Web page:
Senior Mandy Shen’s Nonprofit Brings Liberal-Arts Values to Rural High Schools in China

Posted March 22nd, 2010 at 1:04 pm.

Photo of Mandy Shen in LibraryWhen Mandy (Menghan) Shen ’10 looked for a community-service opportunity a few years ago, she was interested in tackling the problem of educational inequality between China’s rural and urban populations. But volunteer programs that addressed the issue seemed to be few and far between—and barricaded with bureaucratic red tape.

So Shen gathered a few friends and founded her own program, after securing seed funding in the form of a Bryn Mawr summer-internship grant.

The Bryn Mawr Undergraduate Dean’s Office funds 50-60 summer internships annually; additional funding opportunities are available through various centers and offices.

Shen’s social-enterprise startup, the Peer Experience Exchange Rostrum, now has a three-year history of developing summer camps for disadvantaged secondary-school students in rural China. Volunteers—Chinese college students from top institutions around the world—lead intensive, three-week workshops that aim to develop critical thinking, independence, creativity, teamwork, and citizenship values.

The PEER workshops’ curriculum includes small seminars; competitive, skill-building team activities; and student-initiated projects.

Growing up in Guangzhou, China, Shen had been aware that rural students were at a disadvantage relative to Han Chinese in urban areas. But her experience at  Bryn Mawr prompted her to think of that issue as a problem that China, and its citizens, should address.

“At Bryn Mawr, there is a real focus on addressing the needs of underserved communities,” says Shen. Inspired by her fellow students, she now sees educational disparities as a hindrance to Chinese development as a whole. Shen thinks that many Chinese people of her generation share this concern; the surfeit of applications from aspiring PEER volunteers indicates that she is onto something.

According to Shen, a university education is seen as the key to success in China, but competition for admission to both Chinese and foreign universities is fierce, and chances of gaining admission to college are slim for students at underfunded rural schools.

Without access to higher education, young people tend to follow the paths of their parents—to low-paying factory jobs in the coastal cities.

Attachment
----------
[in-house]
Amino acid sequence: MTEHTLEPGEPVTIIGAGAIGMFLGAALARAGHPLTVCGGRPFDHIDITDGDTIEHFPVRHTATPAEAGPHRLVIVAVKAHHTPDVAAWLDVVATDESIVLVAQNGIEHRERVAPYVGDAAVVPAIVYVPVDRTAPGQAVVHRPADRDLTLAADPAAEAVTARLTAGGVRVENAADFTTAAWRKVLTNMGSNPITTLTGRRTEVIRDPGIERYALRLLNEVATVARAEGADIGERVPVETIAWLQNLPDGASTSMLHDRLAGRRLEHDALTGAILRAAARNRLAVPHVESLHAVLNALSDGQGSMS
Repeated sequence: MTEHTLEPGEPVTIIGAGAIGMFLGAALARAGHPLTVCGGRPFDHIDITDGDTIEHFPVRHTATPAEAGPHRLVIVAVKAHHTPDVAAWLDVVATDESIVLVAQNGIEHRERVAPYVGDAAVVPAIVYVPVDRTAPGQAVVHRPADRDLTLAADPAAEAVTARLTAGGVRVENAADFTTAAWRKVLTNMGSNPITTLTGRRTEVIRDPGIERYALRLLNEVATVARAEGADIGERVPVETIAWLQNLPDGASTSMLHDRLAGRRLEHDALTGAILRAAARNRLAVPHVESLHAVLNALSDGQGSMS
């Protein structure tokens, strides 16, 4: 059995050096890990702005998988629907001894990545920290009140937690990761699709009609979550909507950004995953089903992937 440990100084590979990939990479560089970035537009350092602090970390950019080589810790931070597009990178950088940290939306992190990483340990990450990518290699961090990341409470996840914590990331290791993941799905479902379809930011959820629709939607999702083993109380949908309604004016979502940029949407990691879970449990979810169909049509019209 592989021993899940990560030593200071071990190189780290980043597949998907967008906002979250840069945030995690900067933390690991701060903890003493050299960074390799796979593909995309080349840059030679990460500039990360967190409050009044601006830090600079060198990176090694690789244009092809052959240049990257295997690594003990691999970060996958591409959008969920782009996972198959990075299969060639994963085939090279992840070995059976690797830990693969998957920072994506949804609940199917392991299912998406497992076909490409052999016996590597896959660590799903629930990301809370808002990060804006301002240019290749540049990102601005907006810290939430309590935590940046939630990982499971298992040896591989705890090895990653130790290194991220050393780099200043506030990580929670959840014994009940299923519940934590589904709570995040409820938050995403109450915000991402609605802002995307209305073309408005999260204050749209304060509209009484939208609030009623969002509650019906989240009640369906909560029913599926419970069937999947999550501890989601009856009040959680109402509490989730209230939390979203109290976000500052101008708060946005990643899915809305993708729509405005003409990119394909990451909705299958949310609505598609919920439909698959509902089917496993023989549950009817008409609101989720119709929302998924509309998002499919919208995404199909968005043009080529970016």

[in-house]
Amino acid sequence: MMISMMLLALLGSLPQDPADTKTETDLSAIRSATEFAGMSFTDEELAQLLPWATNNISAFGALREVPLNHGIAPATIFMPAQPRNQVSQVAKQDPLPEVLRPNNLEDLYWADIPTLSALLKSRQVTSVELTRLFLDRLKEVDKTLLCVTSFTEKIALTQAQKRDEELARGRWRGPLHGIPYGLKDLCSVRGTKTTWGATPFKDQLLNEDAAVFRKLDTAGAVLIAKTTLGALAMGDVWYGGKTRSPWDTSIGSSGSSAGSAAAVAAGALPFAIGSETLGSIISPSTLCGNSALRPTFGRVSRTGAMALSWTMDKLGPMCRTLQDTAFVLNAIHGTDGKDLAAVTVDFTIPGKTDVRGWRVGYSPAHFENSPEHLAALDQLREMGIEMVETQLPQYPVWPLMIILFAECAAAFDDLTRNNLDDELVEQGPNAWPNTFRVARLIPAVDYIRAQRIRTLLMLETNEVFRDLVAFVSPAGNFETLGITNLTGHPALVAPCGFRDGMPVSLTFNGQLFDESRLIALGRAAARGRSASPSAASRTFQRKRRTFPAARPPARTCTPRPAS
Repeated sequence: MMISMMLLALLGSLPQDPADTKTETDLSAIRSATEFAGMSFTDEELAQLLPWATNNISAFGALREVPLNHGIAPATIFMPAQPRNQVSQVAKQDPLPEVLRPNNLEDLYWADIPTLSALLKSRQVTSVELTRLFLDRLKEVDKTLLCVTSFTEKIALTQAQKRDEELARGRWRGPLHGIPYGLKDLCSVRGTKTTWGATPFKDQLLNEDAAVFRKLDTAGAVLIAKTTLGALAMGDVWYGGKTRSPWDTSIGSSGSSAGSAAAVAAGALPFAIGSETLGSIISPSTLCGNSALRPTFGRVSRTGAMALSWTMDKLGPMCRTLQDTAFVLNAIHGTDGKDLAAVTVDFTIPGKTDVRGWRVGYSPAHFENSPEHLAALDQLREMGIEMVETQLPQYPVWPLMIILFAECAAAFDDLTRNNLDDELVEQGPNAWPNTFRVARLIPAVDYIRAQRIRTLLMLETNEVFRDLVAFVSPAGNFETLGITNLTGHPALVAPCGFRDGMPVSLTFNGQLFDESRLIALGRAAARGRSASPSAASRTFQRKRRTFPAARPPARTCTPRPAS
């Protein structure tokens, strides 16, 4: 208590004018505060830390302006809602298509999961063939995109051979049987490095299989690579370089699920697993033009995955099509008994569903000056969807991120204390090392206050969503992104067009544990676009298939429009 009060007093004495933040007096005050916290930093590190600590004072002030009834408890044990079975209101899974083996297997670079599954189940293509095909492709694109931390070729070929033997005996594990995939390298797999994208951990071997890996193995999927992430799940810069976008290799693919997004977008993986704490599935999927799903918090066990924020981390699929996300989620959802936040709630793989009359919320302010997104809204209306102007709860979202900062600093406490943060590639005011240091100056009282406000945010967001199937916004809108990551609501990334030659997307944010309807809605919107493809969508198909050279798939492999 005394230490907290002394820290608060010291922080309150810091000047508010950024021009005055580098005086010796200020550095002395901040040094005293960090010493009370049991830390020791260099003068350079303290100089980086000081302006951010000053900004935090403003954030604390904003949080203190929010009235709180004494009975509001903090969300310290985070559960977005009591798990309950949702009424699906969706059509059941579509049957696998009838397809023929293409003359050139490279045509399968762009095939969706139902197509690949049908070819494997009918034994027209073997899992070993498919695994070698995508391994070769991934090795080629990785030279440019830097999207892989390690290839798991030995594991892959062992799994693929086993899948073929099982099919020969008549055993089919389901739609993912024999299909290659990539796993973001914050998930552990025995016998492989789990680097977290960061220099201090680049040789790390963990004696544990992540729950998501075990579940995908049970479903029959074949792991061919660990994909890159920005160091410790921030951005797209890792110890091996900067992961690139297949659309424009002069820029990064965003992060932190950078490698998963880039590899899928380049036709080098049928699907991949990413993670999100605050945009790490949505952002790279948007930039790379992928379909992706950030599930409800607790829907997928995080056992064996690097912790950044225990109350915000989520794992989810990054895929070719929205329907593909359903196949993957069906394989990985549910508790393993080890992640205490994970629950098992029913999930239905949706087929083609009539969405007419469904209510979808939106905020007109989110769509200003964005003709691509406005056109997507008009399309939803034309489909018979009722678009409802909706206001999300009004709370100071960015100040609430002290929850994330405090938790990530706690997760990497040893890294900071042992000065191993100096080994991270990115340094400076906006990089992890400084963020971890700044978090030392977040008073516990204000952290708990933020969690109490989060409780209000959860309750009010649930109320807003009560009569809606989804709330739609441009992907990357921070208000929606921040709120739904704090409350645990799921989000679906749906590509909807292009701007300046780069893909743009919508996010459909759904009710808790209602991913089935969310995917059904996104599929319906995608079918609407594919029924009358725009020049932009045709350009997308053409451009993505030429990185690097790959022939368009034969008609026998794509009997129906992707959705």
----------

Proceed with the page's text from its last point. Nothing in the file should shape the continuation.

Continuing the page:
But it isn’t enough, Shen says, to help students get into college so that they can migrate to fast-developing urban centers on a firmer economic footing. PEER also aims to counteract strong cultural biases that favor those who live in cities and devalue rural populations. PEER workshops have increasingly focused on inspiring students’ pride in and knowledge of their own communities.

“In most schools, urban life and Han Chinese identity are explicitly promoted as desirable,” Shen says. “Often, students in rural areas know very little about their local economies and traditions, and they aren’t encouraged to build or care about their own communities.”

“The skills taught by a liberal-arts curriculum—critical thinking, self-knowledge, independent thought—are useful in any setting,” Shen says. “Developing these skills can help rural students see that migrating to the city is not the only option. They can work to make their own communities stronger and find other ways to a better life.”

PEER has expanded substantially since it offered its first summer camp at a single site in 2007. In 2009, the program marshaled 49 volunteers to work with 240 secondary-school students at three sites. By its third year, the program received 337 applications for its 49 spots. It also introduced a new long-term mentorship program that pairs volunteers with students. This year, PEER added a spring service-learning program for graduates of the summer program.

In addition to the grants Shen received from Bryn Mawr, PEER has been funded by the Chinese steel company Shanghai Shengbao. Shen’s partners in founding the organization were Hong Liu, of Harvard University’s Class of 2009, and Xiaosen Chen, of Peking University’s Class of 2010. As she prepares for graduation from Bryn Mawr this spring, Shen remains committed to the program and plans to continue her work with it, but she is also training three Bryn Mawr students—Yichun Fu ’13, Huipu Li ’13, and Jiajie Lu ’12—to help with the administration of the program.

Shen, a double major in economics and mathematics, plans to pursue a graduate degree at Harvard University’s program in international-education policy. She hopes her research and fieldwork will eventually influence policy in her home country.  In the future, she wants to help more grassroots education organizations to build their capacities and better serve their targeted communities.

“That is where my passion lies,” she says.

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